Deprecated: Using Inits and Other Tools

This section has been largely replaced by Creating Cosmological Initial Conditions.

Building inits

This is the initial conditions generator. See Using inits for more detailed information. Initial conditions with a single initial grid or multiple nested grids can be created with this executable. Output file names are user-specified, but in a standard cosmology simulation with a single initial grid there should be a file containing baryon density information, another containing baryon velocity information, and two more files containing particle position and velocity information. Simulations with multiple grids will have a set of these files for each level, appended with numbers to make them unique.

usage: inits [options] param_file
   options are:
      -s(ubgrid) param_file

Building is as simple as the follwing.

~/enzo/src/ring $ cd ../inits/
~/enzo/src/inits $ make
Compiling enzo_module.src90
Updating DEPEND
Compiling acml_st1.src
Compiling XChunk_WriteIntField.C

This will produce inits.exe.


ring must be run on the simulation particle position and velocity information before a simulation is executed when the Enzo runtime parameter ParallelParticleIO is set to 1. Running ring generates files called PPos.nnnn PVel.nnnn where nnnn goes from 0001 to the total number of processors that are used for the simulation. These files contain the particle position and velocity information for particles that belong to each processor individually, and will be read into the code instead of the monolithic particle position and velocity files. Note that if ParallelParticleIO is on and ring is NOT run, the simulation will crash.

usage:  ring [string] <particle position file> <particle velocity file>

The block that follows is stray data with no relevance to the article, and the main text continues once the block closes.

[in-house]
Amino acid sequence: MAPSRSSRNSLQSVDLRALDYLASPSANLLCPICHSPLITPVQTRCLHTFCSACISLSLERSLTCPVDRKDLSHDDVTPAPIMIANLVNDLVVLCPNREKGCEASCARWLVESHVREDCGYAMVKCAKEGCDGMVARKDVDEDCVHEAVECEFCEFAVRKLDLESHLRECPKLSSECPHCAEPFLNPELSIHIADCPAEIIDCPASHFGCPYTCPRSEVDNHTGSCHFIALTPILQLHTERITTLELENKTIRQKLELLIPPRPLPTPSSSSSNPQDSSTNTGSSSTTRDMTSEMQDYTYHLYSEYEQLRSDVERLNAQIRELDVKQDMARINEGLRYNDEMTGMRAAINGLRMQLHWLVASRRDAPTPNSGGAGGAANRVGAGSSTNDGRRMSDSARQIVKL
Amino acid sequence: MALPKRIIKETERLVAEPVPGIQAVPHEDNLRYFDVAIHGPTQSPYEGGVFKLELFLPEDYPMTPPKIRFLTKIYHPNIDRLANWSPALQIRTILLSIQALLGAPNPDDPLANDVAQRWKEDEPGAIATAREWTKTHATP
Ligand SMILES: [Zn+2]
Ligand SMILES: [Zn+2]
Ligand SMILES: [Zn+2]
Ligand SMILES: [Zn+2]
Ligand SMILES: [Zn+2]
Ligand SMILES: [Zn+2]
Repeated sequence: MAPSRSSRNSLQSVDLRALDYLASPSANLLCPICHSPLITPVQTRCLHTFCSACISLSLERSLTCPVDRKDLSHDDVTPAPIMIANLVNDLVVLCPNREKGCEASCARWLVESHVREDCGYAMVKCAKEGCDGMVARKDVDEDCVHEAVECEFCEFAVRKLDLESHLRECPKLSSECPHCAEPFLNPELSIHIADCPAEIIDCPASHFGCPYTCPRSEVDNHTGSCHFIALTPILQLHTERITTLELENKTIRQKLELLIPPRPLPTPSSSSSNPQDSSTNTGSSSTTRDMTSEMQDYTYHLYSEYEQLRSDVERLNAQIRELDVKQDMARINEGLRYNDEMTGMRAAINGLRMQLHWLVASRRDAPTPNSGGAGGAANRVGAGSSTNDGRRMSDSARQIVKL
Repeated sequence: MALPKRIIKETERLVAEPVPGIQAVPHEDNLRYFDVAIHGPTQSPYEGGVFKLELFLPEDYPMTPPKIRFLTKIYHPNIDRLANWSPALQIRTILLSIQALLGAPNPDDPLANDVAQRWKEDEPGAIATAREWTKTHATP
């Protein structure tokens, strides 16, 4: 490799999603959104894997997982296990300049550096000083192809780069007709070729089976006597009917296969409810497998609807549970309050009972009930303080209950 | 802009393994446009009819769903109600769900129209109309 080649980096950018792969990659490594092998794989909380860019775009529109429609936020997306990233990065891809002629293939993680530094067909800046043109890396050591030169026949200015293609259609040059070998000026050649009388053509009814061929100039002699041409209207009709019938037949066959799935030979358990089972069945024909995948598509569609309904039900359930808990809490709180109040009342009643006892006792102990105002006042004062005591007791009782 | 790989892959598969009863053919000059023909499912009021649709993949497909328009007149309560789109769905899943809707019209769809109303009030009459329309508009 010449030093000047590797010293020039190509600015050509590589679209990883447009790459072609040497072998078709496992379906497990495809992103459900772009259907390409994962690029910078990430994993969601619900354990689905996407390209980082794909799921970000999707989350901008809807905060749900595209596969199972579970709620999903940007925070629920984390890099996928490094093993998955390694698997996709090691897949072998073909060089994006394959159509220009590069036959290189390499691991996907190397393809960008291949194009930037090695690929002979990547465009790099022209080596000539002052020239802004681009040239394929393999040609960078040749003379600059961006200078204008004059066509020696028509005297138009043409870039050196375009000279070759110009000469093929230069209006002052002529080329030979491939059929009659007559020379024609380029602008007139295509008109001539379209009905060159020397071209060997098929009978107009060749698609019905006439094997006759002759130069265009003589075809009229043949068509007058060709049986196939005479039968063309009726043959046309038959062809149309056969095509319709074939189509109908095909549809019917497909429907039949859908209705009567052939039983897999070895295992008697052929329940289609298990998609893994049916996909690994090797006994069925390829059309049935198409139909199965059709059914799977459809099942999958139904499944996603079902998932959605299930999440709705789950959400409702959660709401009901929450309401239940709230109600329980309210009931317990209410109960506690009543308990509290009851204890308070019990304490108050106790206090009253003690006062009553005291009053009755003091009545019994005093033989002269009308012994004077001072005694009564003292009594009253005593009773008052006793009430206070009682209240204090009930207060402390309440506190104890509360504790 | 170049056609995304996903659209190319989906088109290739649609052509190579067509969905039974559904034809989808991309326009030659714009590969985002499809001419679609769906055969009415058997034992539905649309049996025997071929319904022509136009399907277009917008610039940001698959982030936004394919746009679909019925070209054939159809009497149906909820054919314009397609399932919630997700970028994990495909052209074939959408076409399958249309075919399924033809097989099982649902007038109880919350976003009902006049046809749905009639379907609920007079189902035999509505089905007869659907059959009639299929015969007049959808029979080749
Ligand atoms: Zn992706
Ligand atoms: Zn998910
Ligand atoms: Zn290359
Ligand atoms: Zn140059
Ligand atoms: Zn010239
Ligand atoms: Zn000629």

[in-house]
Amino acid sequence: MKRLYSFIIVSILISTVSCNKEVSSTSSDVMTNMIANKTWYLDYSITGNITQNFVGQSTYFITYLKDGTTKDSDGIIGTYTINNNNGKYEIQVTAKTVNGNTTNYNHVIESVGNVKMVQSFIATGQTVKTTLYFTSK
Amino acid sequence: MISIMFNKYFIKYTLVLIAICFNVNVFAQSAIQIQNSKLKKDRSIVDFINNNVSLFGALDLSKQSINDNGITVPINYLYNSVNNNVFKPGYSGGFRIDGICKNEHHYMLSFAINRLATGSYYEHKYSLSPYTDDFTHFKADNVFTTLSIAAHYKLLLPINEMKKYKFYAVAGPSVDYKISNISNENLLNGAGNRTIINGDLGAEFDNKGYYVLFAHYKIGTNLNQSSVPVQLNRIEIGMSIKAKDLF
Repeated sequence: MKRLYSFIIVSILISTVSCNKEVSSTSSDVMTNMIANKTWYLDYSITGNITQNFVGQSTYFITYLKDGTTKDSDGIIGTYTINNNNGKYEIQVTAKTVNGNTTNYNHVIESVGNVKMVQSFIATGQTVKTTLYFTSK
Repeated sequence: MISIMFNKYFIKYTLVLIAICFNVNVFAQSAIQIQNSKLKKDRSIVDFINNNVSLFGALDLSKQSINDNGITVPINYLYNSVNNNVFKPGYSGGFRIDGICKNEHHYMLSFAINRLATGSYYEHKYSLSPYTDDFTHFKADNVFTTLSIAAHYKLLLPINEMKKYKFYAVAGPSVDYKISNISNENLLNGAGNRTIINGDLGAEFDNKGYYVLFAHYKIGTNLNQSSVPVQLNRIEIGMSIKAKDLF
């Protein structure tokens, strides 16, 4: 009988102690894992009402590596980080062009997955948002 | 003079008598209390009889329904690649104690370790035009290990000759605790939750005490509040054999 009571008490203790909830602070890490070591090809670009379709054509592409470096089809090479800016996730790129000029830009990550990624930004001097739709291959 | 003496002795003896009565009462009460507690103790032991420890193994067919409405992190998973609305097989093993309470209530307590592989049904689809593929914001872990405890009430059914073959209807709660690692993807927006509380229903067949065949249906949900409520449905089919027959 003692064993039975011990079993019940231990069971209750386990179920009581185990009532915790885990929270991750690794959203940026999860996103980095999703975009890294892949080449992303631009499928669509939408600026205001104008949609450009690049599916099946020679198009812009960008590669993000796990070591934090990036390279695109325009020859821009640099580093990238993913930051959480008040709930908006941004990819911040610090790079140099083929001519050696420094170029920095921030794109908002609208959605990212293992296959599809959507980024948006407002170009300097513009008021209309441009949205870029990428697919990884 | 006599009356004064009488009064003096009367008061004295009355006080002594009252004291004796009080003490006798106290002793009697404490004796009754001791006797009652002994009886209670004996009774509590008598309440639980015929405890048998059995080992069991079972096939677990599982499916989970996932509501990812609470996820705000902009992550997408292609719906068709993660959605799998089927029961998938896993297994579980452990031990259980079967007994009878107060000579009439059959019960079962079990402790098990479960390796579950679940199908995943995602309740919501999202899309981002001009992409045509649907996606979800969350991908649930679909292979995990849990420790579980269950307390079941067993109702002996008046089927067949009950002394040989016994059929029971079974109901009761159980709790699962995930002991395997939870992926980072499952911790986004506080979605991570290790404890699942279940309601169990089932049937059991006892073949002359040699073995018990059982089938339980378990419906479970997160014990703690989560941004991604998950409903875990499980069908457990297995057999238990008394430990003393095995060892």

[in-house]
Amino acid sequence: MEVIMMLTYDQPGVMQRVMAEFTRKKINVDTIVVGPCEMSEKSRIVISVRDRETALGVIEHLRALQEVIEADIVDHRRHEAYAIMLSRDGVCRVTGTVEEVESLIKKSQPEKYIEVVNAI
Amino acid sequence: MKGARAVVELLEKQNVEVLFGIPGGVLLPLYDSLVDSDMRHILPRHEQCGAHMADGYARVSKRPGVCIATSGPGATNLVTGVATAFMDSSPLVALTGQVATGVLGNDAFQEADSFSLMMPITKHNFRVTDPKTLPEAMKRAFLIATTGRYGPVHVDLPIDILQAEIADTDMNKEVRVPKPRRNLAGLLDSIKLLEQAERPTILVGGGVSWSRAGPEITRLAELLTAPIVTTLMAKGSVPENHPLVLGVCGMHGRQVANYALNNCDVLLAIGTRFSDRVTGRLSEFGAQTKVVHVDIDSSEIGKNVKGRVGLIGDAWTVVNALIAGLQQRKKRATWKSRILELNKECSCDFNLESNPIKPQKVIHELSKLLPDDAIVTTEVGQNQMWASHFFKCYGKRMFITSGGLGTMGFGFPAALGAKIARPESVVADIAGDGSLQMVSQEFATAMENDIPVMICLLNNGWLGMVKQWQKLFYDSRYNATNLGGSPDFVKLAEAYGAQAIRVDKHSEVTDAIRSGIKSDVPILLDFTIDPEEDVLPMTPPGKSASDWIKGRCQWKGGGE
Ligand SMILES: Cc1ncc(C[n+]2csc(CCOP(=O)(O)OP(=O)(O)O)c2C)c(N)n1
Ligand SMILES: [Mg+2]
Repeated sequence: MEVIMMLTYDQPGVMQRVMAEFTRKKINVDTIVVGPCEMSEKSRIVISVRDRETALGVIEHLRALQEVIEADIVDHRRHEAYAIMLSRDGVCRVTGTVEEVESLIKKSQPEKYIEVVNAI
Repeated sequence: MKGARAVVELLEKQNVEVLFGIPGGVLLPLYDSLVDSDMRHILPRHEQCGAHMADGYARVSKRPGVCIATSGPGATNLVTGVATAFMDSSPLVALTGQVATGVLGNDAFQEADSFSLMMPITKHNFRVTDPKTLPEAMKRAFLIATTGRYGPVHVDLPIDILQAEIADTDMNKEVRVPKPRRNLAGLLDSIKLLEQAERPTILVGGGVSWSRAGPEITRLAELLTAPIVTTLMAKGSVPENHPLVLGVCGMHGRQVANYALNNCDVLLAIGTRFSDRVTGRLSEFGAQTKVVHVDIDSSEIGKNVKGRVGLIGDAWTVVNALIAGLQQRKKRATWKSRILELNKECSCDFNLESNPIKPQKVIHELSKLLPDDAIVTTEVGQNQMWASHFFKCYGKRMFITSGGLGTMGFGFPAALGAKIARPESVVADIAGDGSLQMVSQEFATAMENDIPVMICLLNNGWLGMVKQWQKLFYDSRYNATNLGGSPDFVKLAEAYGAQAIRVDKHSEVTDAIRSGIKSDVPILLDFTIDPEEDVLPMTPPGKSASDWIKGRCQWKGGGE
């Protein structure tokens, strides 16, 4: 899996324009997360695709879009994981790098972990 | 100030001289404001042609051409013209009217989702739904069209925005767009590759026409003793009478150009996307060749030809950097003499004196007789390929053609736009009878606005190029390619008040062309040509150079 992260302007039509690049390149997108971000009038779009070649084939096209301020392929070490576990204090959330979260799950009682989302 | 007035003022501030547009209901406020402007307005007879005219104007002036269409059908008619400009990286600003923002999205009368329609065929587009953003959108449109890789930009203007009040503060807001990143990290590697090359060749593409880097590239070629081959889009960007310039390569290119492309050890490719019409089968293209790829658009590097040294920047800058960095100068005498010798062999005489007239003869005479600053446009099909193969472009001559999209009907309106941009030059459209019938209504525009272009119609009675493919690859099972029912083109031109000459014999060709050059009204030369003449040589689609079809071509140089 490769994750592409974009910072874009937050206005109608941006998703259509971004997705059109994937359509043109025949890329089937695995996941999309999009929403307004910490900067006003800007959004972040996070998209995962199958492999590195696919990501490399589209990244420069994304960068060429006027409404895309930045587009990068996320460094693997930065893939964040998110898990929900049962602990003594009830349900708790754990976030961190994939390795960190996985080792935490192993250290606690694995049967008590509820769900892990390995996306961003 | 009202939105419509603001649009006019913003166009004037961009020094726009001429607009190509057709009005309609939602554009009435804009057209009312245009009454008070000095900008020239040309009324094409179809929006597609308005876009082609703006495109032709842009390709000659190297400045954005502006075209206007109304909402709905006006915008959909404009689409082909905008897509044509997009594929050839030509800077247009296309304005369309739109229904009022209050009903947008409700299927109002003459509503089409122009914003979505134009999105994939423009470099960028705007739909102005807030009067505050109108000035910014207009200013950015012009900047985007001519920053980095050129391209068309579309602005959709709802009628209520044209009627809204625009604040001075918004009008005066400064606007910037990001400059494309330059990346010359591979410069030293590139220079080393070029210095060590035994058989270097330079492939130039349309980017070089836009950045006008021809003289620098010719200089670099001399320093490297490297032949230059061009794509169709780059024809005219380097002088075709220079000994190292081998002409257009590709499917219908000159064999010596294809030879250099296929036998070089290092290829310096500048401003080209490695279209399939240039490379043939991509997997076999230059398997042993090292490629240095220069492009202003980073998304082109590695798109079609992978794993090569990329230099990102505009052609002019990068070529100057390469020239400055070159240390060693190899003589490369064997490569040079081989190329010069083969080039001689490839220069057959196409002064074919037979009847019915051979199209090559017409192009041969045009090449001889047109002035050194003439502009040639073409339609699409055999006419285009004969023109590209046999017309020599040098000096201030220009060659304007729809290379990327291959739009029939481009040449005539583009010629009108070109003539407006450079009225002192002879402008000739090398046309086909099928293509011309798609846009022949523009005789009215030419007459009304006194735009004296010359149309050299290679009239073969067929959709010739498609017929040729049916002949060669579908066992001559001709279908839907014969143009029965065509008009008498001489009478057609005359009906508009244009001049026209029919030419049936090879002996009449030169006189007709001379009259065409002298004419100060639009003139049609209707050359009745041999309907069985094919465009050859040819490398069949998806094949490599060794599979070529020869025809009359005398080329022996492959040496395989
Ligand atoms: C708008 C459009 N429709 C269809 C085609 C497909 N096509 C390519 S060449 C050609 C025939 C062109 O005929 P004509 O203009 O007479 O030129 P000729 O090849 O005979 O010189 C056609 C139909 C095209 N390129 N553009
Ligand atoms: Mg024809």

[string] can be one of the following: pv, pvm, pvt, or pvmt. p, v, m and t correspond to position, velocity, mass, and type, respectively. The most common [string] choice is ‘pv’. In that case, and if you use the default names for the particle position and velocity files, your usage will look like:

ring pv ParticlePositions ParticleVelocities

Building is as simple as the following.

~/enzo/src/enzo $ cd ../ring/
~/enzo/src/ring $ make
Updating DEPEND
Compiling Ring_Decomp.C
Compiling Enzo_Dims_create.C
Compiling Mpich_V1_Dims_create.c

This will produce ring.exe.


The second (and generally favored) method used for finding density peaks in an Enzo simulation. More information can be found here. A file called HopAnalysis.out is output which contains halo position and mass information.

enzohop [-b #] [-f #] [-t #] [-g] [-d] amr_file
  -b)egin region
  -f)inish region
  -t)hreshold for hop (default 160)
  -g)as particles also used (normally just dm)


anyl is the analysis package written in C, previously known as enzo_anyl. Although the analysis toolkit for enzo that’s being constantly updated is YT, anyl has its own value for some users. It creates radial, disk, vertical profiles for baryon (each species), dark matter, and star particles. Works with all AMR formats including HDF4 and packed HDF5.

usage: anyl.exe <amr file> <anyl parameter file>